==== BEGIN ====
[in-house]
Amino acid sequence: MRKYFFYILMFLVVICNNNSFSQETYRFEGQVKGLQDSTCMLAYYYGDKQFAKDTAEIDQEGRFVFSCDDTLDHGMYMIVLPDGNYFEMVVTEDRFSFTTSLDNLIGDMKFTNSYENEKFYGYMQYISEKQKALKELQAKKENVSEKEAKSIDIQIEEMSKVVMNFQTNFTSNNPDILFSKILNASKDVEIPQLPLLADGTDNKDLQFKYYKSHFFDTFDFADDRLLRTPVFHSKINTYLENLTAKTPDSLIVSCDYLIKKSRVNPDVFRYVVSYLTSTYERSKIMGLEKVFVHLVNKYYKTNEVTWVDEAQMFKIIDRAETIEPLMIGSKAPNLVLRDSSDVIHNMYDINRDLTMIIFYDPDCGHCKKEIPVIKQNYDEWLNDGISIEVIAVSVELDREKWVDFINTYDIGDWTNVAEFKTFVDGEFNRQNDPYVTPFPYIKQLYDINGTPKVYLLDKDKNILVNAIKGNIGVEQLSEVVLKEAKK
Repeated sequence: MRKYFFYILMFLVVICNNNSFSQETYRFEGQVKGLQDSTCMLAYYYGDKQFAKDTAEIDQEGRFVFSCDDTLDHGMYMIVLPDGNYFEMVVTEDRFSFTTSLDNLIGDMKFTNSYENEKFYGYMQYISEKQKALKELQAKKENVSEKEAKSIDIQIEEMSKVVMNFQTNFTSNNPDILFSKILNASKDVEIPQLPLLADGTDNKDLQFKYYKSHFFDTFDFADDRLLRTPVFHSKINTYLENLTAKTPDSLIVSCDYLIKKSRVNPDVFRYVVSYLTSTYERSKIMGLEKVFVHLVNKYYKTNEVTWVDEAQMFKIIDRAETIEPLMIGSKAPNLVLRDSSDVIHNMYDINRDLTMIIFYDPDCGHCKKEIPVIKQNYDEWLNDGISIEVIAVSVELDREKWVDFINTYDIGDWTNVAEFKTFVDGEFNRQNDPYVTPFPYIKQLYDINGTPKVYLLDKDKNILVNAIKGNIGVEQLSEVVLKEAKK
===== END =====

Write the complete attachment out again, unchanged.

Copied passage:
[in-house]
Amino acid sequence: MRKYFFYILMFLVVICNNNSFSQETYRFEGQVKGLQDSTCMLAYYYGDKQFAKDTAEIDQEGRFVFSCDDTLDHGMYMIVLPDGNYFEMVVTEDRFSFTTSLDNLIGDMKFTNSYENEKFYGYMQYISEKQKALKELQAKKENVSEKEAKSIDIQIEEMSKVVMNFQTNFTSNNPDILFSKILNASKDVEIPQLPLLADGTDNKDLQFKYYKSHFFDTFDFADDRLLRTPVFHSKINTYLENLTAKTPDSLIVSCDYLIKKSRVNPDVFRYVVSYLTSTYERSKIMGLEKVFVHLVNKYYKTNEVTWVDEAQMFKIIDRAETIEPLMIGSKAPNLVLRDSSDVIHNMYDINRDLTMIIFYDPDCGHCKKEIPVIKQNYDEWLNDGISIEVIAVSVELDREKWVDFINTYDIGDWTNVAEFKTFVDGEFNRQNDPYVTPFPYIKQLYDINGTPKVYLLDKDKNILVNAIKGNIGVEQLSEVVLKEAKK
Repeated sequence: MRKYFFYILMFLVVICNNNSFSQETYRFEGQVKGLQDSTCMLAYYYGDKQFAKDTAEIDQEGRFVFSCDDTLDHGMYMIVLPDGNYFEMVVTEDRFSFTTSLDNLIGDMKFTNSYENEKFYGYMQYISEKQKALKELQAKKENVSEKEAKSIDIQIEEMSKVVMNFQTNFTSNNPDILFSKILNASKDVEIPQLPLLADGTDNKDLQFKYYKSHFFDTFDFADDRLLRTPVFHSKINTYLENLTAKTPDSLIVSCDYLIKKSRVNPDVFRYVVSYLTSTYERSKIMGLEKVFVHLVNKYYKTNEVTWVDEAQMFKIIDRAETIEPLMIGSKAPNLVLRDSSDVIHNMYDINRDLTMIIFYDPDCGHCKKEIPVIKQNYDEWLNDGISIEVIAVSVELDREKWVDFINTYDIGDWTNVAEFKTFVDGEFNRQNDPYVTPFPYIKQLYDINGTPKVYLLDKDKNILVNAIKGNIGVEQLSEVVLKEAKK